A series of 5-myths via Daniel Flynn’s excellent book — Machiavelli said, “One who deceives will always find those who allow themselves to be deceived.”
- Daniel J. Flynn, Why the Left Hates America: Exposing the Lies That Have Obscured Our Nation’s Greatness (Roseville, CA: Prima Publishing, 2002), 126-132.
MYTH #3: AMERICA IS A RACIST NATION
MANY AMERICANS BELIEVE that their country invented racism. That is the bad news. The good news is that this notion is built on a series of myths. The Left charges bigotry not from a longing to stem racism but out of a desire to use it as an issue to discredit the country they hate. The Left’s cynical and deceptive depiction of historical events validates this hypothesis.
The Left points to the fact that the Constitution counted each slave as three-fifths of a free person as proof of the malignant nature of America’s founding. This bespeaks a complete ignorance of what was at stake in counting slaves equally alongside free men. The proponents of slavery sought to classify each slave as a full person to enhance their representation in the House of Representatives and the electoral college, thereby ensuring the survival of their inhumane institution. It was the opponents of slavery who sought not to count slaves at all. The three-fifths rule was the result of a compromise between the two sides. The irony of all this is that certainly the slaves themselves would have preferred that they not be counted at all or that they be counted as three-fifths of a free man rather than be counted whole to enhance the political power of their masters. All this is ignored because the “three-fifths” myth makes for good propaganda. These critics similarly point to the Declara tion of Independence’s lofty words that “all men are created equal” to indict the American system for hypocrisy. Yet the Declaration’s ideal served as the basis for most antislavery rhetoric for the four score and seven years that followed. By appealing to the American tradition and invoking the nation’s most-quoted document, abolitionists gained converts and ultimately found success. The Declaration of Independence’s ideal of equality, which contradicted the actual legal condition of slaves in 1776, actually paved the way for emancipation. Had the slaveholder Jefferson made his words consistent with his practices, African Americans certainly would have been enslaved for an even longer period of time.
Just as the Left deliberately mischaracterizes the American founding, sins of commission and omission mark their presentation of the history of slavery as well. With slaves singularly portrayed as black, many have the mistaken impression that the global institution targeted one race. We forget that the term “slave” derives from the name for the widely enslaved “Slavic” people. A parochial view of slavery likewise portrays the United States as the world’s greatest purveyor of slavery. David Horowitz writes,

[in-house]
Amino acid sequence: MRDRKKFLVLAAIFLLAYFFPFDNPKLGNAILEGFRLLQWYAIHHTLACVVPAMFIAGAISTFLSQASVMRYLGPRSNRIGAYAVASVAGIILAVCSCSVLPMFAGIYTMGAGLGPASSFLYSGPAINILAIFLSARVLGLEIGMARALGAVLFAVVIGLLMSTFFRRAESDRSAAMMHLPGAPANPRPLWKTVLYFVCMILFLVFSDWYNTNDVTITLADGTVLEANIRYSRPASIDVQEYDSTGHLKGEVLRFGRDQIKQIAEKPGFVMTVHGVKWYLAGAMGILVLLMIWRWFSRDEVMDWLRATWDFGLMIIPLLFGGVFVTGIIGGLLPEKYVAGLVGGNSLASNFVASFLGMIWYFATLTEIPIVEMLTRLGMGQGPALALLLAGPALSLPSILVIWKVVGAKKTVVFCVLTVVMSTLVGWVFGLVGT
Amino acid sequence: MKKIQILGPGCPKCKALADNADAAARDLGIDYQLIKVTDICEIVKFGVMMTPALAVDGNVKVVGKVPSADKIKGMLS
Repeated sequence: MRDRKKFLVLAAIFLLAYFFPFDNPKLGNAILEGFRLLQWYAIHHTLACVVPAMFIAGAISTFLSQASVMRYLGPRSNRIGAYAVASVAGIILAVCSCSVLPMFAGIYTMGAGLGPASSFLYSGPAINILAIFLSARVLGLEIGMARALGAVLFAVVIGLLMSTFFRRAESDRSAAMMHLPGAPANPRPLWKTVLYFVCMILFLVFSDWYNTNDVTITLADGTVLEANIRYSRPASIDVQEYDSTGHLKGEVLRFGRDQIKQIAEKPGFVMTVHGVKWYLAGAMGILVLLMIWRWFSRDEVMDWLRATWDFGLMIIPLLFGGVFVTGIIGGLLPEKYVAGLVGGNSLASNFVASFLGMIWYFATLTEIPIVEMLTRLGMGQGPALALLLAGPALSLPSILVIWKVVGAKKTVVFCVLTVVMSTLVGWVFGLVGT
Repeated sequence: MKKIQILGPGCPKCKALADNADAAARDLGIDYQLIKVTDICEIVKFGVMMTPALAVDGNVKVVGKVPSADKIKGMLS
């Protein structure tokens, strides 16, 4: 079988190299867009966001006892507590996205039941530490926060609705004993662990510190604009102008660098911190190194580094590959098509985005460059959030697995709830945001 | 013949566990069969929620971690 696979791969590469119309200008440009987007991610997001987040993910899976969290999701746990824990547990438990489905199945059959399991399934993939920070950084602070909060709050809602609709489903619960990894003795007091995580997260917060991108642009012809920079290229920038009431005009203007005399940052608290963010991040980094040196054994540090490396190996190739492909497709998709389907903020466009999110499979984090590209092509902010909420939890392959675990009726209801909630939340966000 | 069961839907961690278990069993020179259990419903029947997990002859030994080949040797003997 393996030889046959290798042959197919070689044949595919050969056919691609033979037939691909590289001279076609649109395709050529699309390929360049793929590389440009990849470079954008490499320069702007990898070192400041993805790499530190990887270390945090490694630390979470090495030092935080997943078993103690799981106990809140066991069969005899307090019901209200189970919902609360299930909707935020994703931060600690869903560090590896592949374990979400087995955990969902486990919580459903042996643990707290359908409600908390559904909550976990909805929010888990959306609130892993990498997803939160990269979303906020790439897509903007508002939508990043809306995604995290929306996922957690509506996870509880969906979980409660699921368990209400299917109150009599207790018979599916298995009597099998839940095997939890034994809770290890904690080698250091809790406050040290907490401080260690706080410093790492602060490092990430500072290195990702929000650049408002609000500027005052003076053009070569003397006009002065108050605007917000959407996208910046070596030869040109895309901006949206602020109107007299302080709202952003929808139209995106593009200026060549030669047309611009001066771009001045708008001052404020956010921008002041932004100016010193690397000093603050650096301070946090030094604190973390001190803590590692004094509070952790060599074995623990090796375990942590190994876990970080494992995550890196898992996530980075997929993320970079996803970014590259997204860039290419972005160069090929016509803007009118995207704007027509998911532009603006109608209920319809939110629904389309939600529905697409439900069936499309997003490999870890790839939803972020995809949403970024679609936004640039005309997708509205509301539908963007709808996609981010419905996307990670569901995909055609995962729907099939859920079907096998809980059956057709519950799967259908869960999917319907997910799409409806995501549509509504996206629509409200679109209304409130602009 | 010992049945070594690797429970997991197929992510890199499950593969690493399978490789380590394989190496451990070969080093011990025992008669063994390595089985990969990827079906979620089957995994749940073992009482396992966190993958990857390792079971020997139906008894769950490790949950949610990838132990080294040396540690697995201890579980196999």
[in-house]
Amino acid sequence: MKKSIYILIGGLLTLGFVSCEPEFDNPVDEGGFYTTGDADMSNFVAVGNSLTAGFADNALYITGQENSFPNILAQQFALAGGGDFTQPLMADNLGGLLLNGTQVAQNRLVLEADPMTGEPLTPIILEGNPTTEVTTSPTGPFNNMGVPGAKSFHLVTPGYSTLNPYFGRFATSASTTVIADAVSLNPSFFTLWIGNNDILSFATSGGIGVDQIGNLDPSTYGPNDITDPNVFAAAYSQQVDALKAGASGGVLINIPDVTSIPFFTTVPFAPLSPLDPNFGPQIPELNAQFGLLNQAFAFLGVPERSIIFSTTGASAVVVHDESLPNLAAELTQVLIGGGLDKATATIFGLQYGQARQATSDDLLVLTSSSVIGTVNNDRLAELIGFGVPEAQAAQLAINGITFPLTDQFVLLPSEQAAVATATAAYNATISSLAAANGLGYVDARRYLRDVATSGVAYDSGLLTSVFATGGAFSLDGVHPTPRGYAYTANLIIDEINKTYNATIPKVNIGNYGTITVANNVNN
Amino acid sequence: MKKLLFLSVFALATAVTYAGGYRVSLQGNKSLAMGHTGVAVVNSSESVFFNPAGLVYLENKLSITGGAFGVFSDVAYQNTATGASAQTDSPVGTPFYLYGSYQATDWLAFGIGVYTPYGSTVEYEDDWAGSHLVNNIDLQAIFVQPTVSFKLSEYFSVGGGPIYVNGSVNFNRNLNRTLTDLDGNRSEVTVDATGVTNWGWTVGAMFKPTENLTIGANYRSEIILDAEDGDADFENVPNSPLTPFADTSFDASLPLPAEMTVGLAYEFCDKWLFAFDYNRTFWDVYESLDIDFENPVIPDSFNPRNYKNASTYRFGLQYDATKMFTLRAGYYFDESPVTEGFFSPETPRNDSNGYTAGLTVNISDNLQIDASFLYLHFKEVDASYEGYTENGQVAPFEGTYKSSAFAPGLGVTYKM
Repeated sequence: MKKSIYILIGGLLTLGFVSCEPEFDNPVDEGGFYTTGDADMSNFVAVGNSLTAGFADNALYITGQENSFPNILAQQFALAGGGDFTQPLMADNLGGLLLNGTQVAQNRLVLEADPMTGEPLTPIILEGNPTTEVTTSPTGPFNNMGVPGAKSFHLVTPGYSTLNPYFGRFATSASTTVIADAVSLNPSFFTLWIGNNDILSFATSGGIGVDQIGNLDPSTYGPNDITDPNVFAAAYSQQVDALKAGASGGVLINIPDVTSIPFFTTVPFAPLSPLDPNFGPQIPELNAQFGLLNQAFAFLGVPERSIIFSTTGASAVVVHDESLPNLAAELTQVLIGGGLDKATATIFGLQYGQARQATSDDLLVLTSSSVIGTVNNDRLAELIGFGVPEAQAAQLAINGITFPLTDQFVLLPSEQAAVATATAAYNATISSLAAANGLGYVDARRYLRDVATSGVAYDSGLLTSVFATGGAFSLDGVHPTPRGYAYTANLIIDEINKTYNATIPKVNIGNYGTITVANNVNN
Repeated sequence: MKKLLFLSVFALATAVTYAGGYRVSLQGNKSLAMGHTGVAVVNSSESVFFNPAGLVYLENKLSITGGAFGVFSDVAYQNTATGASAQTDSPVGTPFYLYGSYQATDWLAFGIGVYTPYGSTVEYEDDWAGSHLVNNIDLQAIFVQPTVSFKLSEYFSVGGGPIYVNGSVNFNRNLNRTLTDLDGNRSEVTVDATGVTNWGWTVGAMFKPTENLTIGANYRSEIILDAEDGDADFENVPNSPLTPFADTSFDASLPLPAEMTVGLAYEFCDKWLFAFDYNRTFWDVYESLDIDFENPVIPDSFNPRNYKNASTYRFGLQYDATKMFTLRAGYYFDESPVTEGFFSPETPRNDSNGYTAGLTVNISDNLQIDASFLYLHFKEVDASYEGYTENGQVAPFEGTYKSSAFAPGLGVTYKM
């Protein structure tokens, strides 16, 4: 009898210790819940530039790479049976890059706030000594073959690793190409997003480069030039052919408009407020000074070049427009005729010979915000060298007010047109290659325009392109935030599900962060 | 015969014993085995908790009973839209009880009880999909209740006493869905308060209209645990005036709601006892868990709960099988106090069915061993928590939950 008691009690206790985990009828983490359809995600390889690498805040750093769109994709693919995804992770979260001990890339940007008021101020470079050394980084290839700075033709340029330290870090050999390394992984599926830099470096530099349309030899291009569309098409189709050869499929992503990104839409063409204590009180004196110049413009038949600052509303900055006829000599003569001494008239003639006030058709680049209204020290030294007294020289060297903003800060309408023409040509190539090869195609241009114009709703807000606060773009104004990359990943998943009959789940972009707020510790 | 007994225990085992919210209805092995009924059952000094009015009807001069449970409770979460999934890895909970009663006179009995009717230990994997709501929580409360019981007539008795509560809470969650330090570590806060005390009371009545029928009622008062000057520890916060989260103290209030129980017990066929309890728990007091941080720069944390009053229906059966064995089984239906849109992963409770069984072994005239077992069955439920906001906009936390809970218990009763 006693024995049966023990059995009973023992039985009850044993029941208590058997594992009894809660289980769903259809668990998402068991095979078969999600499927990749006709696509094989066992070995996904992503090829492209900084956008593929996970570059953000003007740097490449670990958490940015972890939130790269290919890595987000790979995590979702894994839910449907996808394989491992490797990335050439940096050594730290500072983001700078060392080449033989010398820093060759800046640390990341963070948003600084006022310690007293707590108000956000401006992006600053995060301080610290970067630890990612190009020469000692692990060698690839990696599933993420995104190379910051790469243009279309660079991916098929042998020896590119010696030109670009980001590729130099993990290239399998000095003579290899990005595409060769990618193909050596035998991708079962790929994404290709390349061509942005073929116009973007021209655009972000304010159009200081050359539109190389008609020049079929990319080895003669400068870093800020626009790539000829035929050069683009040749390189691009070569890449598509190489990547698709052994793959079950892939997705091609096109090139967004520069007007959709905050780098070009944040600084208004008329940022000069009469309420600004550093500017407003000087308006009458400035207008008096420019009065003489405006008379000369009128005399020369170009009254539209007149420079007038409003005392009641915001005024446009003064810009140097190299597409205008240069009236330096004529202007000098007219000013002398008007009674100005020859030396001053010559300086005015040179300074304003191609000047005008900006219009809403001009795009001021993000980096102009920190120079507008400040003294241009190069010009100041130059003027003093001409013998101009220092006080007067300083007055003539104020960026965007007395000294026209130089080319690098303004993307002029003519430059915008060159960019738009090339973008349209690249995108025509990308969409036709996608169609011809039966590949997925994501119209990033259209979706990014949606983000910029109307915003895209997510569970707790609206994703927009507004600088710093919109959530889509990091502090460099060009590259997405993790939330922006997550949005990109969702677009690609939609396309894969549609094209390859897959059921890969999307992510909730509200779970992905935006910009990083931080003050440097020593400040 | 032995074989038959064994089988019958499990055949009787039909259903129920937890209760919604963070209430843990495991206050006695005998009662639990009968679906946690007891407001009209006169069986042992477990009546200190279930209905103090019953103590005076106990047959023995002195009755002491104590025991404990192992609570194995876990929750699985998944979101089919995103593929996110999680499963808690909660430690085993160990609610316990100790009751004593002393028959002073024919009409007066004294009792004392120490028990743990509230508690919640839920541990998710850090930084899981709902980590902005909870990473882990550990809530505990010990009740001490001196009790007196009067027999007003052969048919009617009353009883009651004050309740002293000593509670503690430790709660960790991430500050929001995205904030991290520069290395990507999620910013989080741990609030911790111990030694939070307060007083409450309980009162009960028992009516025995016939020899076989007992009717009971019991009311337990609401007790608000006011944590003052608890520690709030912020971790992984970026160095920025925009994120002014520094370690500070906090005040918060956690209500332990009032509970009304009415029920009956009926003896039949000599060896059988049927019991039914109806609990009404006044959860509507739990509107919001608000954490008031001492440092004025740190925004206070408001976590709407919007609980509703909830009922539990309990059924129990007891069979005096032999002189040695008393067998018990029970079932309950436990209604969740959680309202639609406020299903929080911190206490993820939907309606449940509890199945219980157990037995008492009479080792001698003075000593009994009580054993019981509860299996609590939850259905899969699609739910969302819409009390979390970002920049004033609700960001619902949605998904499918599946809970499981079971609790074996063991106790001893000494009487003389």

In the years between 650 and 1600, before any Western involvement, somewhere between 3 million and 10 million Africans were bought by Muslim slavers for use in Saharan societies and in the trade in the Indian Ocean and the Red Sea. By contrast, the enslavement of blacks in the United States lasted 89 years, from 1776 until 1865. The combined slave trade to the British colonies in North America and later to the United States accounted for less than 3 percent of the global trade in African slaves. The total number of slaves imported to North America was 800,000, less than the slave trade to the island of Cuba alone. If the internal African slave trade—which began in the seventh century and persists to this day in the Sudan, Mauritania and other sub-Saharan states—is taken into account, the responsibility of American traders shrinks to a fraction of 1 percent of the slavery problem.
What is truly peculiar about America’s “peculiar institution” is that a great number of people found it peculiar. Outside Western civilization, slavery was considered part of the natural order of things. Only westerners (besides the slaves themselves) questioned this order. “Never in the history of the world, outside of the West, has a group of people eligible to be slave-owners mobilized against the institution of slavery,” Dinesh D’Souza points out; later, he adds, “In numerous civilizations both Western and non-Western, slavery needed no defenders because it had no critics.”
Anti-American hatred motivates lies on more recent occurrences as well. A typical myth forwarded by racial demagogues is the story of Charles Drew’s death. Drew, who pioneered the effective use of blood banks, was critically injured in a 1950 car wreck. “Yet tragically,” a too widely used Afrocentric teacher’s guide maintains, “he encountered white racism at its ugliest—not one of several nearby white hospitals would provide the blood transfusions he so desperately needed, and on the way to the hospital that treated black people, he died. It is so ironic that the very process he developed, which had been saving thousands of human lives—was made unavailable to save his life.” Arthur Schlesinger observes, “It’s a hell of a story—the inventor of blood-plasma storage dead because racist whites denied him his own invention. Only it is not true.” No hospital turned Drew away; several white surgeons tried in vain to save his life. The graphic tale is a complete concoction. What else but base hatred for America motivated the architect of this canard?